Date of Award
Master of Community Planning (MCP)
Community Planning and Area Development
The shores of our oceans and Great Lakes have always carried an appeal to persons seeking escape from the pressures of work and routine. The shore is different and unique. It offers unlimited open space, tempering weather, and a refreshing feeling of freedom that makes its use for recreation a natural occurrence. But persons who want to use the shore for recreation often cannot. They may find that suitable space is too far away, too crowded, or simply not open to them. This is the issue of coastal recreation access.
Access, for the purposes of this paper, can be defined as the ability to use the shore for recreation. Coastal access can be as simple as a visual openness to the water from public roads, unimpeded by structures, vegetation or topography. More often it is a complex mixture of legal restrictions, discriminatory attitudes, and physical barriers that keep large segments of our populace from enjoying the freedom of beach use.
This paper will attempt to analyze the complex components of the recreational access issue. It will emphasize access to beaches--sandy shorefronts and related immediate uplands and dunes--because most coastal recreation takes place in these areas. Swimming, bathing, surfing, beachwalking, sunning, skindiving, jogging, picnicking, fishing, and many other recreational pursuits are best suited to beach areas. Boating, shellfishing, waterskiing, camping and sight seeing are among the coastal recreational activities that do not require sandy beach. These activities are included in this study to the extent that they are affected by restricted shore access. Problems of boat mooring space, benthic pollution, and competition among recreational uses of the shore are treated only superficially here, however, as these issues are complex in themselves and beyond the scope of this study.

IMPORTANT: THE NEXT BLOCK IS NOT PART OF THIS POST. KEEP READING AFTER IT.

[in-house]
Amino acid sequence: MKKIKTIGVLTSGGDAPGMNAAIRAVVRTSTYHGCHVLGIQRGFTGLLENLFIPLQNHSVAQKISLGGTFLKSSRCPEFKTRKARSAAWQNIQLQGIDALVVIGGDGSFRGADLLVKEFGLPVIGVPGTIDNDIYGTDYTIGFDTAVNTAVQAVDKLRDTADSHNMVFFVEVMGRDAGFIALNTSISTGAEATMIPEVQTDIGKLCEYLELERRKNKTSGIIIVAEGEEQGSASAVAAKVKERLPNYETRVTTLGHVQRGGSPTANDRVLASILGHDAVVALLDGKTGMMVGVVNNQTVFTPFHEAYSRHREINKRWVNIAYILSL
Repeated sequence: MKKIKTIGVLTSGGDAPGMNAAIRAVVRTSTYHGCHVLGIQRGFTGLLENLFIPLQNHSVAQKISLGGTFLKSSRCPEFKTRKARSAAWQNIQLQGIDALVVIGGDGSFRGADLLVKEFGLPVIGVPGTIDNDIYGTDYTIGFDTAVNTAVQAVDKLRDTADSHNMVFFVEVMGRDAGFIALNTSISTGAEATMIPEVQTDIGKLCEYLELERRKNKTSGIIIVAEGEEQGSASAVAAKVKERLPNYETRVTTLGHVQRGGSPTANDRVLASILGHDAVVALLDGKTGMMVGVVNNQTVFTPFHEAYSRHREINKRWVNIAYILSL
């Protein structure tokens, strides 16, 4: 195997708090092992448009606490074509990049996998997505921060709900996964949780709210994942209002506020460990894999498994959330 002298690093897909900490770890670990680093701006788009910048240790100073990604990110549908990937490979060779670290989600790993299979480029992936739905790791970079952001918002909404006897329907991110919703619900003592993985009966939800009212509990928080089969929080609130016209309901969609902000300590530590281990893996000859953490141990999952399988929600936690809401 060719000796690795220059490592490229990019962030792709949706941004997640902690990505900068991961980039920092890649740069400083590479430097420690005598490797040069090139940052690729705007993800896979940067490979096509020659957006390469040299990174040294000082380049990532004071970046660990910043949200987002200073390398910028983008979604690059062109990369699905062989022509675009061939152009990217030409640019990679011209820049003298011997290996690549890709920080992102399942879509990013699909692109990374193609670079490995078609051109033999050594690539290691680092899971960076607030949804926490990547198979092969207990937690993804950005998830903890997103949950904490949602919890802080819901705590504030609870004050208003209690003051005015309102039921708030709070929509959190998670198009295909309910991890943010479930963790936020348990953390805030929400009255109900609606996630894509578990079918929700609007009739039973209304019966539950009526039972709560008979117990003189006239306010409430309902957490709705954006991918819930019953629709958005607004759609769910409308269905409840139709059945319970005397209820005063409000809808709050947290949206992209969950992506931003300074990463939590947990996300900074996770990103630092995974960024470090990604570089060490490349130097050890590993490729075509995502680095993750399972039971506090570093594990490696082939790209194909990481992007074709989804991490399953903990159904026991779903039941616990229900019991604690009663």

The nature and intensity of the problems comprising the access issue vary widely from state to state ·and between different regions within states. Reasons for this variation include physical area of beach, ownership patterns, geologic conditions, population density, and differences in laws and their interpretation by the courts. The access issue in some form is universal; it is most severe in the Northeast.
Ewell, Wesley J., "PUBLIC ACCESS TO THE COAST FOR RECREATION" (1978). Open Access Master's Theses. Paper 381.